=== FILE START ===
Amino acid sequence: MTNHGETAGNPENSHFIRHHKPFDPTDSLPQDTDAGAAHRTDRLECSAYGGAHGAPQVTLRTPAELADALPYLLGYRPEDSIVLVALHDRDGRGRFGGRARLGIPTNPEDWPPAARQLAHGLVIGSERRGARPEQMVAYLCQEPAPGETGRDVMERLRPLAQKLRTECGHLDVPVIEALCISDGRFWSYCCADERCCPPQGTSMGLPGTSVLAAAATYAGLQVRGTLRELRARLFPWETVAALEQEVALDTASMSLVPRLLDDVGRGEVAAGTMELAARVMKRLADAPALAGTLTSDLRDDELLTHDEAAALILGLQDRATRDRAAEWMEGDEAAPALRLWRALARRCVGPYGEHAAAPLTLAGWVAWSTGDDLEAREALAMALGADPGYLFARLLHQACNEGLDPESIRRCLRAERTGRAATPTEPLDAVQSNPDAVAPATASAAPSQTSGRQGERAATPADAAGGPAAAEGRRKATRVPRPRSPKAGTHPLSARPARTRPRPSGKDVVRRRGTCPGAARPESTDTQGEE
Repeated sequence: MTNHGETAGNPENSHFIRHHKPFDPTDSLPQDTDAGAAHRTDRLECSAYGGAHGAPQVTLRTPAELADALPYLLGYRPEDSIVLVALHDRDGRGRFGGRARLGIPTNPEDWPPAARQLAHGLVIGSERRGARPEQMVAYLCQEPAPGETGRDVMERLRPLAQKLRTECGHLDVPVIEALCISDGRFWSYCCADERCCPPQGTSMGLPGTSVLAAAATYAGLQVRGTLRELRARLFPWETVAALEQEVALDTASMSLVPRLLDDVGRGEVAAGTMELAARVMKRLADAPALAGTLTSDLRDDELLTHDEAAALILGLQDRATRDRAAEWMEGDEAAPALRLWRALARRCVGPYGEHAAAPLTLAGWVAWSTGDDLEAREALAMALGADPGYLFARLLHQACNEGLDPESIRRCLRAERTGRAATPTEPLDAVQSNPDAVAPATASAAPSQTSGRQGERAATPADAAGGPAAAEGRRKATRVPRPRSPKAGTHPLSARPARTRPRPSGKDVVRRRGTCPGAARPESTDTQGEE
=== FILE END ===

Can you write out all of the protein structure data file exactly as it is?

Amino acid sequence: MTNHGETAGNPENSHFIRHHKPFDPTDSLPQDTDAGAAHRTDRLECSAYGGAHGAPQVTLRTPAELADALPYLLGYRPEDSIVLVALHDRDGRGRFGGRARLGIPTNPEDWPPAARQLAHGLVIGSERRGARPEQMVAYLCQEPAPGETGRDVMERLRPLAQKLRTECGHLDVPVIEALCISDGRFWSYCCADERCCPPQGTSMGLPGTSVLAAAATYAGLQVRGTLRELRARLFPWETVAALEQEVALDTASMSLVPRLLDDVGRGEVAAGTMELAARVMKRLADAPALAGTLTSDLRDDELLTHDEAAALILGLQDRATRDRAAEWMEGDEAAPALRLWRALARRCVGPYGEHAAAPLTLAGWVAWSTGDDLEAREALAMALGADPGYLFARLLHQACNEGLDPESIRRCLRAERTGRAATPTEPLDAVQSNPDAVAPATASAAPSQTSGRQGERAATPADAAGGPAAAEGRRKATRVPRPRSPKAGTHPLSARPARTRPRPSGKDVVRRRGTCPGAARPESTDTQGEE
Repeated sequence: MTNHGETAGNPENSHFIRHHKPFDPTDSLPQDTDAGAAHRTDRLECSAYGGAHGAPQVTLRTPAELADALPYLLGYRPEDSIVLVALHDRDGRGRFGGRARLGIPTNPEDWPPAARQLAHGLVIGSERRGARPEQMVAYLCQEPAPGETGRDVMERLRPLAQKLRTECGHLDVPVIEALCISDGRFWSYCCADERCCPPQGTSMGLPGTSVLAAAATYAGLQVRGTLRELRARLFPWETVAALEQEVALDTASMSLVPRLLDDVGRGEVAAGTMELAARVMKRLADAPALAGTLTSDLRDDELLTHDEAAALILGLQDRATRDRAAEWMEGDEAAPALRLWRALARRCVGPYGEHAAAPLTLAGWVAWSTGDDLEAREALAMALGADPGYLFARLLHQACNEGLDPESIRRCLRAERTGRAATPTEPLDAVQSNPDAVAPATASAAPSQTSGRQGERAATPADAAGGPAAAEGRRKATRVPRPRSPKAGTHPLSARPARTRPRPSGKDVVRRRGTCPGAARPESTDTQGEE